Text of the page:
From New Scientist [newscientist.com]
Ordinary crystals are three-dimensional objects whose atoms are arranged in regular, repeating patterns – just like table salt. They adopt this structure because it uses the lowest amount of energy possible to maintain.
Earlier this year, Frank Wilczek, a theoretical physicist at the Massachusetts Institute of Technology, speculated that a similar structure might repeat regularly in the fourth dimension – time.
Wilczek has also theorised that a working time crystal could be made into a computer, with different rotational states standing in for the 0s and 1s of a conventional computer.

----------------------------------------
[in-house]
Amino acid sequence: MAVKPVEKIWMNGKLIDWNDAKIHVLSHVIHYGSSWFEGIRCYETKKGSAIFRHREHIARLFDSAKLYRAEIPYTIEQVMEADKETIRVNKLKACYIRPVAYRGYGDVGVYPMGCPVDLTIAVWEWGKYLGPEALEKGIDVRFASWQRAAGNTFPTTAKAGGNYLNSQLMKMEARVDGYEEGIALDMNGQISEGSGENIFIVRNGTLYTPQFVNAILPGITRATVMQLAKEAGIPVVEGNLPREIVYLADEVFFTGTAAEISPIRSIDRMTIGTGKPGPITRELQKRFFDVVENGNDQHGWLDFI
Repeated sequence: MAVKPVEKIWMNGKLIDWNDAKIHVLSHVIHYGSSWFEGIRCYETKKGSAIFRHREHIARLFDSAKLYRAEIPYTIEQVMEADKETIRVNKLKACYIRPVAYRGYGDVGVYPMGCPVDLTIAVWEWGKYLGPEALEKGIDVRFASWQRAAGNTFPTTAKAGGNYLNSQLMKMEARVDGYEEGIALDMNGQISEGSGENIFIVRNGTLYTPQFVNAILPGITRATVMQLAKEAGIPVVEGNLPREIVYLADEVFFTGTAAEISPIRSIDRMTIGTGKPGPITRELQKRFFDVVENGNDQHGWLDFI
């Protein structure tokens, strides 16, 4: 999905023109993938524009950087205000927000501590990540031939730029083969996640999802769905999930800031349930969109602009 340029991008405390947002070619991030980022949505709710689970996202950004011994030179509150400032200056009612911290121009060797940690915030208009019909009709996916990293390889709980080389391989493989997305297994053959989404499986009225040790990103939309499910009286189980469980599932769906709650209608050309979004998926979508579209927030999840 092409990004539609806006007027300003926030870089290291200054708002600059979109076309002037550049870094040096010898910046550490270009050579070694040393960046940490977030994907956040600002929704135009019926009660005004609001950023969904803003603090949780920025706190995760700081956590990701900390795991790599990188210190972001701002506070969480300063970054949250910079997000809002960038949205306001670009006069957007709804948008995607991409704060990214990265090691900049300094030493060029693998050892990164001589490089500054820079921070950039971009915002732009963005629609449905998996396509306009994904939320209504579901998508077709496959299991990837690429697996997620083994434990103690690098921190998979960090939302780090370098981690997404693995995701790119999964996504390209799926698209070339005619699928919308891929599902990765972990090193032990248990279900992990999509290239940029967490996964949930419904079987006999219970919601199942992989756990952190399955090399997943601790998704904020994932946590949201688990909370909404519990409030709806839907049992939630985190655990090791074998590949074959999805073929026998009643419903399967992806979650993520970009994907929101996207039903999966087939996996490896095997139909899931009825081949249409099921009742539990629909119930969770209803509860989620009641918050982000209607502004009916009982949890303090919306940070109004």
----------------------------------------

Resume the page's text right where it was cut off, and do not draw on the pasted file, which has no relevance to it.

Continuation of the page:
The article includes a description (by Tongcang Li from the University of California, and others) of how such a time crystal could be built. Though it will be tricky because building the crystal will need temperatures close to absolute zero.
While Wilczek points out that the heat-death of the universe is, in principle, "very user friendly" for this kind of experiment because it would be cold and dark, there are other issues to consider.